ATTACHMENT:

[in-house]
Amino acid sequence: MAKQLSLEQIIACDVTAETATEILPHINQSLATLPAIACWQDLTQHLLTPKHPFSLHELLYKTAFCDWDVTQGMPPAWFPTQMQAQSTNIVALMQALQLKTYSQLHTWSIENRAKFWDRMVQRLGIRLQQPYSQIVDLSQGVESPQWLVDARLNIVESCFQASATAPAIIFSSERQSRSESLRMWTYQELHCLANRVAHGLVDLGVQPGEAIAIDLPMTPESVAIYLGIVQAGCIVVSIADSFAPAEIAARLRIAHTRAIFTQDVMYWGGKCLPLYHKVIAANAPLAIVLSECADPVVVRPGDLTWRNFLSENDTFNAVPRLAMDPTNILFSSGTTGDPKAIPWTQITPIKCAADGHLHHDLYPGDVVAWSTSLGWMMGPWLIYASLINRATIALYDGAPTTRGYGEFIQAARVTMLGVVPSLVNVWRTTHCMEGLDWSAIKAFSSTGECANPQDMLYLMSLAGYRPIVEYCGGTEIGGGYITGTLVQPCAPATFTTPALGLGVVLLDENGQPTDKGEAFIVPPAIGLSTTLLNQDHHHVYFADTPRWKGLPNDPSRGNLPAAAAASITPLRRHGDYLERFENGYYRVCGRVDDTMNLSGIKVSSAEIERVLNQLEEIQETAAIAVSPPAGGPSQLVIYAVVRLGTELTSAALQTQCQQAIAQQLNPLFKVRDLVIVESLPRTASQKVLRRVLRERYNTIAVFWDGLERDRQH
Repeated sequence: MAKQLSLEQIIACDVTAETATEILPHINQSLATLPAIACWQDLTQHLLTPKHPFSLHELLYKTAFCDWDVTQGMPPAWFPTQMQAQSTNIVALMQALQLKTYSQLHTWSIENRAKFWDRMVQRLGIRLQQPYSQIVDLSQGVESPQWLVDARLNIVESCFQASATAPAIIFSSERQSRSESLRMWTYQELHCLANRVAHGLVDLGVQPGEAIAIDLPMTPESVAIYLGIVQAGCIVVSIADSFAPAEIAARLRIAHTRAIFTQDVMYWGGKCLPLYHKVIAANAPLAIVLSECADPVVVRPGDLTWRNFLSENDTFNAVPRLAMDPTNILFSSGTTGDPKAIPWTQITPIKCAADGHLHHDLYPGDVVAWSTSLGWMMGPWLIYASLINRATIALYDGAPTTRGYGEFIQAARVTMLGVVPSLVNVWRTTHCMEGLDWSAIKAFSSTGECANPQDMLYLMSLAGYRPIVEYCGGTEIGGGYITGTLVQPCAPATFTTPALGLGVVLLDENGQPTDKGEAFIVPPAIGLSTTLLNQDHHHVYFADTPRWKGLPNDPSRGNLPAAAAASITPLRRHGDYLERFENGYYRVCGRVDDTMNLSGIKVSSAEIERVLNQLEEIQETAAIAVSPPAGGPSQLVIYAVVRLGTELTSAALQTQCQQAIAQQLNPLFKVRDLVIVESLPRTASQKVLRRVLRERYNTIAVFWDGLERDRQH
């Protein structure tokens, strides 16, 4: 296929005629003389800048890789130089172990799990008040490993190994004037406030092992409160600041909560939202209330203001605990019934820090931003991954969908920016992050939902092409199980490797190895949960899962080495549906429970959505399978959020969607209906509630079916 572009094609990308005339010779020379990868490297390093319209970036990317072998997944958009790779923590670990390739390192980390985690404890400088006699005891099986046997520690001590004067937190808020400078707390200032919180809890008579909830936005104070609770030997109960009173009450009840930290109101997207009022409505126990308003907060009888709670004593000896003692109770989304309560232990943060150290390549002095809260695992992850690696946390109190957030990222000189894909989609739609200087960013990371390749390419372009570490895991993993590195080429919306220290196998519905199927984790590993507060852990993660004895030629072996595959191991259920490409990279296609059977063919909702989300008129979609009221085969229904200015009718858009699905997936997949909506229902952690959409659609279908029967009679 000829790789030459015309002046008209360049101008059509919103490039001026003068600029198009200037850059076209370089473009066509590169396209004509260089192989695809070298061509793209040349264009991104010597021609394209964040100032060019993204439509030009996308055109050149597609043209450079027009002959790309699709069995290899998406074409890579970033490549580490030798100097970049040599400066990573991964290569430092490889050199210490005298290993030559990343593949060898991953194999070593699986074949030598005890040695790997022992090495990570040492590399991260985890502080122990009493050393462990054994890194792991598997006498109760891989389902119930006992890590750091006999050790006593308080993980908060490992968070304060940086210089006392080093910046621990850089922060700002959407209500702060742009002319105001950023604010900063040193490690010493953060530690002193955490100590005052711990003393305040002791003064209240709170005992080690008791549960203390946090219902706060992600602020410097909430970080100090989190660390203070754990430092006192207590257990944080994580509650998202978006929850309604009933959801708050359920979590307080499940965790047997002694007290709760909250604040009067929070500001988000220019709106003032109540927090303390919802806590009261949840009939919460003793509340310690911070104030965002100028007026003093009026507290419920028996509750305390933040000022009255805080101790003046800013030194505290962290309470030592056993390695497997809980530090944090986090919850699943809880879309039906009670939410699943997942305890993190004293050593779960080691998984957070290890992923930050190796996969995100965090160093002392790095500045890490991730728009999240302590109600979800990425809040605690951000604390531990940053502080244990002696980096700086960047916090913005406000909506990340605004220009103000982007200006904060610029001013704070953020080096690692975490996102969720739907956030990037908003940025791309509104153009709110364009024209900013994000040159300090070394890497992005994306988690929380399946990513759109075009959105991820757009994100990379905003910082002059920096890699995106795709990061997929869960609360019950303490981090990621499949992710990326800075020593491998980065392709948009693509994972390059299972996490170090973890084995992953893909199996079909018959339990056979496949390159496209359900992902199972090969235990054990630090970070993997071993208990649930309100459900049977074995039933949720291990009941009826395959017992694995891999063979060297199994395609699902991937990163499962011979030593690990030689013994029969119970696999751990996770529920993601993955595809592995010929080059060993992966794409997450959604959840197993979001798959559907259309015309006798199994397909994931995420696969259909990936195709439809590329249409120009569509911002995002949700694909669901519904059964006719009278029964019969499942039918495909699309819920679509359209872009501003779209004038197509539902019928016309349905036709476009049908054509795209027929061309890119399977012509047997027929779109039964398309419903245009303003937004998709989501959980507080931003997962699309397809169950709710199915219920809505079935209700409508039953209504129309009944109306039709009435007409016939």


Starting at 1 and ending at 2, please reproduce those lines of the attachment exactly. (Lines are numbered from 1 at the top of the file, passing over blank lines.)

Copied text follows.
[in-house]
Amino acid sequence: MAKQLSLEQIIACDVTAETATEILPHINQSLATLPAIACWQDLTQHLLTPKHPFSLHELLYKTAFCDWDVTQGMPPAWFPTQMQAQSTNIVALMQALQLKTYSQLHTWSIENRAKFWDRMVQRLGIRLQQPYSQIVDLSQGVESPQWLVDARLNIVESCFQASATAPAIIFSSERQSRSESLRMWTYQELHCLANRVAHGLVDLGVQPGEAIAIDLPMTPESVAIYLGIVQAGCIVVSIADSFAPAEIAARLRIAHTRAIFTQDVMYWGGKCLPLYHKVIAANAPLAIVLSECADPVVVRPGDLTWRNFLSENDTFNAVPRLAMDPTNILFSSGTTGDPKAIPWTQITPIKCAADGHLHHDLYPGDVVAWSTSLGWMMGPWLIYASLINRATIALYDGAPTTRGYGEFIQAARVTMLGVVPSLVNVWRTTHCMEGLDWSAIKAFSSTGECANPQDMLYLMSLAGYRPIVEYCGGTEIGGGYITGTLVQPCAPATFTTPALGLGVVLLDENGQPTDKGEAFIVPPAIGLSTTLLNQDHHHVYFADTPRWKGLPNDPSRGNLPAAAAASITPLRRHGDYLERFENGYYRVCGRVDDTMNLSGIKVSSAEIERVLNQLEEIQETAAIAVSPPAGGPSQLVIYAVVRLGTELTSAALQTQCQQAIAQQLNPLFKVRDLVIVESLPRTASQKVLRRVLRERYNTIAVFWDGLERDRQH